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NARF warns against 'settlement litigation' afoot in Congress

WASHINGTON - The Native American Rights Fund responded Oct. 15 to a
congressional letter of inquiry with a warning against "settlement
litigation" to resolve the trust funds lawsuit known as Cobell.

Sen. Ben Nighthorse Campbell has warned of congressional efforts to settle
the case through appropriations to the Interior Department, the government
agency charged with the overall management of the trust accounts. NARF's
letter acknowledges that "there seems to be a movement afoot in Congress"
to settle the lawsuit legislatively, rather than through the courts or an
out-of-court mediation process.

"We consider such movement very dangerous and unconstitutional," wrote NARF
executive director John Echohawk. According to a Capitol Hill staff member
who spoke on background but not for attribution, plaintiff attorneys in the
case maintain they'll file court appeals if Congress intervenes to settle
the case unsatisfactorily. So far the court case has gone against Interior
and the government.

Elsewhere in the NARF letter, Echohawk added, "We are also disappointed
that mediation efforts seem to be faltering." Congress initiated a
mediation effort in April 2003. Details of the talks between Interior,
plaintiff attorneys and mediators are under a gag order, but lead plaintiff
Elouise Cobell accuses the government of "bad faith in mediation" in a
longstanding post on the plaintiff Web site www.indiantrust.com. She
pledges there as well not to "sell our trust - the legacy of our ancestors
- down the river for even a few billion dollars in settlement."

Since at least April 2003, according to successive public statements by
Campbell, many congressional members have chafed at the costs of the case.
A few have objected out loud. According to a member of Campbell's staff,
speaking as the congressional mediation effort got under way, still others
don't understand the case but know it is costly and complex and would just
like to be done with it.

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Campbell, R-Colo., chairman of the Senate Committee on Indian Affairs, and
his vice-chairman on the committee, Sen. Daniel K. Inouye, D-Hawaii, have
both stated - Campbell quite strenuously at times over the past year - that
the parties litigant had one year from last October to make progress on the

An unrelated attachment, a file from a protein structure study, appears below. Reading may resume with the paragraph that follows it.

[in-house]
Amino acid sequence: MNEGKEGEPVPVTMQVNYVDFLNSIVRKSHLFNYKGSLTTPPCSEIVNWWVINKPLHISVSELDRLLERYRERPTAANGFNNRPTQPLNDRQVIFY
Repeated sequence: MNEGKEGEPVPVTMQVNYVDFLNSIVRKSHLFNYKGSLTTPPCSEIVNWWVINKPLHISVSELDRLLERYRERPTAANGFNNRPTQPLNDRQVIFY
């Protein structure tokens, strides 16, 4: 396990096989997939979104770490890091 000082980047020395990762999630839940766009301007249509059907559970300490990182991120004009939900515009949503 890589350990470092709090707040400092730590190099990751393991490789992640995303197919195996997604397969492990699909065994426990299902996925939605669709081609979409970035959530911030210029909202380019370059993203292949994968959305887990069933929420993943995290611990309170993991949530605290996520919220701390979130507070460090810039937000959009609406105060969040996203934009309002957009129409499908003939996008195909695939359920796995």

case.

But NARF was skeptical, as Echohawk noted in the Oct. 15 letter: "We agreed
to mediation this time only because we thought, perhaps, your [committee leadership's] personal involvement would make a difference ...

"We think the Administration believes that notwithstanding its resistance
to a fair settlement, Congress would, in the end, intervene and enact
legislation that would attempt to eliminate the rights we have won for the
plaintiff class."

The Oct. 8 letter from leadership of the main Indian - specific committees
in Congress asked whether NARF would associate itself with comments of a
plaintiff attorney, Dennis Gingold, that compared Interior Secretary Gale
Norton to Custer. By virtue of managing the trust accounts, Interior is a
defendant in the case.

NARF replied that it doesn't condone or advocate violence against anyone
and explained Gingold's comment in context. In a meeting with individual
Indian trust beneficiaries, Gingold criticized Interior's trust management
track record on Norton's watch. Afterward, Echohawk wrote, when asked by a
reporter "whether - given her record - Norton is better or worse than
Custer, Mr. Gingold said: 'She's worse and should be given the same
treatment.' Mr. Gingold did not intend nor in this context can his words be
interpreted as advocating violence. Instead, his point was that history has
not 'treated' George Armstrong Custer well for his sustained opposition to
American Indian communities and nor would history treat Secretary Norton's
administration well."

Dan Dubray, a spokesman at Interior, said Norton would not dignify the
comparison with a comment.